And after he had dismissed the crowds, he went up the mountain by himself to pray. When evening came, he was there alone,
My beloved family in Christ across Wisconsin, know that I am praying for you. We are going through an extraordinary time. It is a time of anxiety and worry, a time of fear and uncertainty, and a time of testing for our faith. But our God is good, our God is with us, and our God loves us.
In the best of times, we are stronger together. It is right and good that we worship together, that we pray together, study together, work together, and minister together. But there are times such as these where we are most faithful when we care for each other from a distance. Following the example of Jesus, this Lenten time may be one where we must withdraw and be by ourselves more. We are in a time when it is inadvisable to gather together for worship. In fact, we are strongly suggesting that we refrain from publicly open worship services minimally until April 5, Palm Sunday. It may mean we need to suspend worship this year through Easter. While this is difficult and painful, it is also a glorious opportunity to show our creativity and commitment. The White House, the Center for Disease Control, our state government and health care officials are asking that we not gather in groups larger than ten members for at least the next two weeks. Some reports are saying we shouldn’t gather in groups of 50 or more for at least eight weeks. Regardless the parameters of the advice, we are in a time of necessary voluntary separation and face-to-face isolation.
But this in no way means we cannot be in ministry with each other. We are blessed with phones, email, computers, tablets, and multiple technologies to allow communication across distance. We can form prayer chains. We can create online devotion and worship circles. We can keep in contact with the most vulnerable in our faith communities and develop healthy and faithful ways to meet their needs and offer them care. We can join streaming worship services broadcast without congregations physically present, and we can engage in family devotions and worship. This is indeed a challenging time, but God is with us right where we are. This is a critical time for us to care as much about as many as we possibly can! We are in ministry through our prayers, our phone calls, our emails, and our video chats. Congregational leaders can still connect for ministry meetings in a variety of ways. It is too easy to be swept away by all we cannot do; let us make a faith commitment to focus on what we CAN do. Please continue to support the ministry of your congregation in whatever possible ways you can.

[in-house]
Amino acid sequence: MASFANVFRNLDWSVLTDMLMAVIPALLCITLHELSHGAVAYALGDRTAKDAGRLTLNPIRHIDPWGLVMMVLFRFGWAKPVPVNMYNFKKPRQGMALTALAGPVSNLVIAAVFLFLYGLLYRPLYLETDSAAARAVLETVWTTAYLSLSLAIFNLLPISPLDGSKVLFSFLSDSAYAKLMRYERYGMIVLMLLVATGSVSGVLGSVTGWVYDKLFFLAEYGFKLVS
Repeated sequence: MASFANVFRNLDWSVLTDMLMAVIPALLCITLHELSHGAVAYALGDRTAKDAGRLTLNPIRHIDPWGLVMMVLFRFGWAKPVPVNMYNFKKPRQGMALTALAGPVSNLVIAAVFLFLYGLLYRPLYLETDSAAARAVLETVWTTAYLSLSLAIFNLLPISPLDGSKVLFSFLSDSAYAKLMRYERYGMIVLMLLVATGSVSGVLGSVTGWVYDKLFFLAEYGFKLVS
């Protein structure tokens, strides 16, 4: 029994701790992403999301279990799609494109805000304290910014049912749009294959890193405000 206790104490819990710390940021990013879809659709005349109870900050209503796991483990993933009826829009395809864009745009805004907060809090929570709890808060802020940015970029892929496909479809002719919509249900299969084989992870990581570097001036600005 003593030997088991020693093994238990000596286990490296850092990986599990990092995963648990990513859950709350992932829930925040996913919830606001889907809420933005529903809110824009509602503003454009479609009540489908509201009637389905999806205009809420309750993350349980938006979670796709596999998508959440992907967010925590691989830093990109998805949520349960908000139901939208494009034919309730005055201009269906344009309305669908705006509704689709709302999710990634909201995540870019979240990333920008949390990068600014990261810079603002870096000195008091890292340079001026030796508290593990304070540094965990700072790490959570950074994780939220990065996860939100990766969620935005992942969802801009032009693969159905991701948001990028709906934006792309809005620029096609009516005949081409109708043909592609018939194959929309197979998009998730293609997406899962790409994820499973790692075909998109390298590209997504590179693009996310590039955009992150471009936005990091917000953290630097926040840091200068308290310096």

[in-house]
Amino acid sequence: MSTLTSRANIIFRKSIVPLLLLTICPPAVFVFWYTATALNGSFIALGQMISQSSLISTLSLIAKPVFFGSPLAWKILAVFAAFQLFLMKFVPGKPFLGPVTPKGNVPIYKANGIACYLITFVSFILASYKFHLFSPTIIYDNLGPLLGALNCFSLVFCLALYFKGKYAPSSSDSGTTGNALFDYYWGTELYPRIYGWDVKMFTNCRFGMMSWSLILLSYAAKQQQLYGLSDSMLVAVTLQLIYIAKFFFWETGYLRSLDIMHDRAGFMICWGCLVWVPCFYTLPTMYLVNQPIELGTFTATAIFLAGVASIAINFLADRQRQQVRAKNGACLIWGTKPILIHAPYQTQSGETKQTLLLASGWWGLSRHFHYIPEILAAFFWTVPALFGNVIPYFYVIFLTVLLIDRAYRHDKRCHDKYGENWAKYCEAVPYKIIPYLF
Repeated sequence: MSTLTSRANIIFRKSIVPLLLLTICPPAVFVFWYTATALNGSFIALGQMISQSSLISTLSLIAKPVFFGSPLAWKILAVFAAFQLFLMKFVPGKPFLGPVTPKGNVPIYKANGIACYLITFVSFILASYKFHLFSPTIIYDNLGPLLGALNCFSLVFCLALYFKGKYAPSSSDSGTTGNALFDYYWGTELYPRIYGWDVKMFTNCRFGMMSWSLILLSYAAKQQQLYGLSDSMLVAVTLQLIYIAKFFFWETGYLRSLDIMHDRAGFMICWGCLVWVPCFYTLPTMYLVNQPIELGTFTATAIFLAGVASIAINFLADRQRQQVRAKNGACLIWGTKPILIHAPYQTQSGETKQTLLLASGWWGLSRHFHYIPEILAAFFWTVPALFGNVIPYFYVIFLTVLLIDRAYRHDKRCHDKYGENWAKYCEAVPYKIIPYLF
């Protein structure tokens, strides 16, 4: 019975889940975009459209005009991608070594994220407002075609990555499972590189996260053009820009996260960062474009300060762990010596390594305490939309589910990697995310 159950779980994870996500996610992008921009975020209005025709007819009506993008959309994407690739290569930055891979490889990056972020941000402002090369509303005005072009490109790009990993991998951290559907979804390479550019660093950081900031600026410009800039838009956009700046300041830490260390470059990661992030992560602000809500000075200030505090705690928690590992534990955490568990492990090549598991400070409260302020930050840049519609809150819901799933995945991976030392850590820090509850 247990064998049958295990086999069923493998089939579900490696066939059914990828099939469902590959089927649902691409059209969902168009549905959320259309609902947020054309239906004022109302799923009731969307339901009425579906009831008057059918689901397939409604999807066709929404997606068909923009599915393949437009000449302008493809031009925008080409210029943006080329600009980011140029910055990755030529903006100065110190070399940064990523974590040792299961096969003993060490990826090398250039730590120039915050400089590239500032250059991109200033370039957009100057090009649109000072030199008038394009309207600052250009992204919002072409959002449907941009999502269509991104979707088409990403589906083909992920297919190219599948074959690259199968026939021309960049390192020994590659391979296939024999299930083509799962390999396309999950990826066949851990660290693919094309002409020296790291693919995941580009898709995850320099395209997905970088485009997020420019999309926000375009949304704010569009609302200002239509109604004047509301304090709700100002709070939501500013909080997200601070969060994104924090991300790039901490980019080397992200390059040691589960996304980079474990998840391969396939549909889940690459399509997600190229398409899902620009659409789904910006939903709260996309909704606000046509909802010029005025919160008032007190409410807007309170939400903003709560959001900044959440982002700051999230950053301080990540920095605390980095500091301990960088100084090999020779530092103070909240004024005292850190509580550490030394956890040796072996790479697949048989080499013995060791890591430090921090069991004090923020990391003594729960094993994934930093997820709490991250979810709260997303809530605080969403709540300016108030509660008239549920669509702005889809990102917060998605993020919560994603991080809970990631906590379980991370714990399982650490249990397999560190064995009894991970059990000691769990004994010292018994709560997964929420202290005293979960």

The Wisconsin Conference is cancelling or postponing all in person meetings, gatherings and events for a minimum of the next four weeks. We will announce further cancellations and postponements, if needed. We will regularly post updates and resources on our website to help local congregations navigate this difficult time, and to support you in your ministry. Conference and district staff can help you set up Zoom video meetings if that would be helpful. We will do all in our power to help you do effective ministry in the weeks to come.
I want you all to know how much I appreciate your leadership and your faithfulness in this pandemic time. It is scary, especially for the most vulnerable among us. There are no clear or easy answers. We do not know how long we must take exceptional precautions. We do not know when the dangers will pass. What we do know is that we have God, we have each other, and we have a faith that will keep us strong through even the greatest challenges.
Grace and Peace,
Bishop Hee-Soo Jung